RRU in the Media
Exploring the business of business
Keith McKenzie launched his career from the seat of a pedicab in downtown Victoria, but not in the business you might assume.
An Ontario native, McKenzie was working in Vancouver as a bartender and landscaper when his parents decreed it was time for him to do something more serious with his life. He moved to Victoria to attend an environmental technology program at Camosun College and paid the bills by pedaling tourists around the city.
After college, he landed a job as a co-op student with MacMillan Bloedel. The position included a lot of field work and his summer pedaling made him an ideal candidate for the job thanks to his fit physique. Fast forward in his career and McKenzie has launched multiple companies, ranging from specialized computer software to a drilling company in Alberta. Following a car accident in 2008, he rethought what he was doing and set his sights even higher.
His drilling company was bought by a larger corporation, and after finishing a three-year commitment with them, MacKenzie started the MBA program at Royal Roads this year. He is interested in succession planning, and helping business owners move away from their businesses in the best way possible.
"The business of business is much more exciting to me than the nuts and bolts of a company," he says. "I love looking at potential."
That insight, coupled with his diverse business experience, is why McKenzie was selected as Royal Roads' second Entrepreneur in Virtual Residence (EiVR). The selected student is called upon throughout the year to share insights with students, sit on panels and act as a resource for budding entrepreneurs.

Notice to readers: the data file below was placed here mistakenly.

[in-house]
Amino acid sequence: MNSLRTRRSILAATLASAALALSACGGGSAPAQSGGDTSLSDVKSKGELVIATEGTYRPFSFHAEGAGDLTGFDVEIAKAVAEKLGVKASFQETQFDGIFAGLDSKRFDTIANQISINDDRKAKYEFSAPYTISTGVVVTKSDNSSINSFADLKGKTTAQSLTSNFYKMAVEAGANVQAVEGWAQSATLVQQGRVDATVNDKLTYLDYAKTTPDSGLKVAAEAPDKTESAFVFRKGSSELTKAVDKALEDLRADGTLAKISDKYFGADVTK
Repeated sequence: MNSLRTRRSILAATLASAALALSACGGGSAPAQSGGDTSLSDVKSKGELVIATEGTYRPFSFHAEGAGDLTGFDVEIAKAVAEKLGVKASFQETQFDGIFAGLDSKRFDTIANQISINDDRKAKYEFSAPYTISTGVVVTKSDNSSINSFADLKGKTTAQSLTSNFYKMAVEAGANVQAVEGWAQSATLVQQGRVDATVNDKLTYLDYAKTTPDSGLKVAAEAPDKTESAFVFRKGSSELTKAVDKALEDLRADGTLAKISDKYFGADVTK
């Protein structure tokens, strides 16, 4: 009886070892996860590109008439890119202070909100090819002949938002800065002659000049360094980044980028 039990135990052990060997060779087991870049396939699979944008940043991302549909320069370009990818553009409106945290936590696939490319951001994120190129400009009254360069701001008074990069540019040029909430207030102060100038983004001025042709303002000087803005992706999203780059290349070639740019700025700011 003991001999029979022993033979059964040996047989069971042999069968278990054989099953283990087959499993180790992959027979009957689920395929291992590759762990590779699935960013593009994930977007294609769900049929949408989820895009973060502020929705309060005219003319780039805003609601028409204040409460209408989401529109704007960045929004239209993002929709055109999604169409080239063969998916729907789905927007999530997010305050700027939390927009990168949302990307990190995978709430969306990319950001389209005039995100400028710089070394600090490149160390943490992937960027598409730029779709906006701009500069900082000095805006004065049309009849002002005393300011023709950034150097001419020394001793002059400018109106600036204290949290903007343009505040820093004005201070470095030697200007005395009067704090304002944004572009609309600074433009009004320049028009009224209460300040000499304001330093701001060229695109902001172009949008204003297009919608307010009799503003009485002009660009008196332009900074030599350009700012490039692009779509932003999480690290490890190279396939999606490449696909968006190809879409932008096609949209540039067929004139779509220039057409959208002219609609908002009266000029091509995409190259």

"(Keith) is dead honest about what he did right, what he did wrong and what he wishes he knew back then," says Geoff Archer, professor in the faculty of management. "That sort of frankness is going to benefit anybody going into a similar situation."
The scholarship program is modelled after a common practice in the venture capital community where a seasoned business person is brought into a company to help mentor start-up leaders. Royal Roads brought the idea online in keeping with its programming. Vancouver-based Nancy Mudford was the inaugural EiVR. She is the owner of Spa Boutique and La Petite Spa.
"This person is a resource for the community," Archer says. "It was tremendous to have someone who is currently running two multimillion dollar businesses speak frankly about what the biggest challenges are. She was here as a resource and an inspiration."
For McKenzie it's an opportunity to interact with more entrepreneurs to exchange ideas and support a shared passion. He is looking forward to working with others, and offering up advice based on his own experience. None of it is rocket science, he says, but it can be helpful to hear it from someone else.
His best advice to people in business? "Get out of the stuff you hate," he says. "That decision will be worth a multitude to you over the years."
That advice ties into the importance of hiring the right people. Having a solid team working with you allows you to focus on the big picture aspects of your business.
"It's easy to train people, but you can't change somebody's work ethic," McKenzie says. "It's hard to change somebody's attitude."
McKenzie's resume shows progression, Archer says. He has insight into booming industry in Alberta, and is not shy about sharing his successes and failures. He is analytical and has a frame of mind many business people would benefit from.
"Ultimately, why are you starting a business?" Archer questions. "It's in order to sell the business. If you are not thinking that way you might just bumble along with something that works locally, but if you are thinking it could be bigger, then you will build it differently so it scales - so you would be an ideal acquisition candidate for a large company. Keith has this experience."